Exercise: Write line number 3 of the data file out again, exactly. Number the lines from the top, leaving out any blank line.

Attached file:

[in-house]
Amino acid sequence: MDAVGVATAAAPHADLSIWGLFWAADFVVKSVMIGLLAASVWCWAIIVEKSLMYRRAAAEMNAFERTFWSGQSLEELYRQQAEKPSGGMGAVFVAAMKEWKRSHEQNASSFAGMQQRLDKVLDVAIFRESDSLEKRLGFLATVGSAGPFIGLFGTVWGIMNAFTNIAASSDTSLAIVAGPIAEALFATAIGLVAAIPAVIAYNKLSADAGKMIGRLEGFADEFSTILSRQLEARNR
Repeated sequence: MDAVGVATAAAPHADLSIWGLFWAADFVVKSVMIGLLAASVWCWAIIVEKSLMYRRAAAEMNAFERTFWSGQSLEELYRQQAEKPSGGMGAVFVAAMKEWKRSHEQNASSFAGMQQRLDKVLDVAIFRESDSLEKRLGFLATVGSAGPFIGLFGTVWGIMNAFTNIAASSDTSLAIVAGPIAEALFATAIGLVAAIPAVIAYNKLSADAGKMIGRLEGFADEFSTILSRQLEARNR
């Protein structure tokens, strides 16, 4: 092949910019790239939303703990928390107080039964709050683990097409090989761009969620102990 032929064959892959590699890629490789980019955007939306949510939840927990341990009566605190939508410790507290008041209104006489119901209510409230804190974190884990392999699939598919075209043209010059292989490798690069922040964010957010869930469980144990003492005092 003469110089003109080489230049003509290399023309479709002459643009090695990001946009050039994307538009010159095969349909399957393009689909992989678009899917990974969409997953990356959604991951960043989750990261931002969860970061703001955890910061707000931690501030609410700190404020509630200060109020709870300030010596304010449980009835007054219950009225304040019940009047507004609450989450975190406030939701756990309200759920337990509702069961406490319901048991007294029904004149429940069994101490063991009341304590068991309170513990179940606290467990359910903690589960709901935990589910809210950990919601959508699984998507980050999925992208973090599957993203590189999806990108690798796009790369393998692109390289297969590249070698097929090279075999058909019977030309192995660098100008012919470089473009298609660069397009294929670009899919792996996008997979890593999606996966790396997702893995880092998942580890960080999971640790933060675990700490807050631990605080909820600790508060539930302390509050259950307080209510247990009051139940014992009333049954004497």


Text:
Repeated sequence: MDAVGVATAAAPHADLSIWGLFWAADFVVKSVMIGLLAASVWCWAIIVEKSLMYRRAAAEMNAFERTFWSGQSLEELYRQQAEKPSGGMGAVFVAAMKEWKRSHEQNASSFAGMQQRLDKVLDVAIFRESDSLEKRLGFLATVGSAGPFIGLFGTVWGIMNAFTNIAASSDTSLAIVAGPIAEALFATAIGLVAAIPAVIAYNKLSADAGKMIGRLEGFADEFSTILSRQLEARNR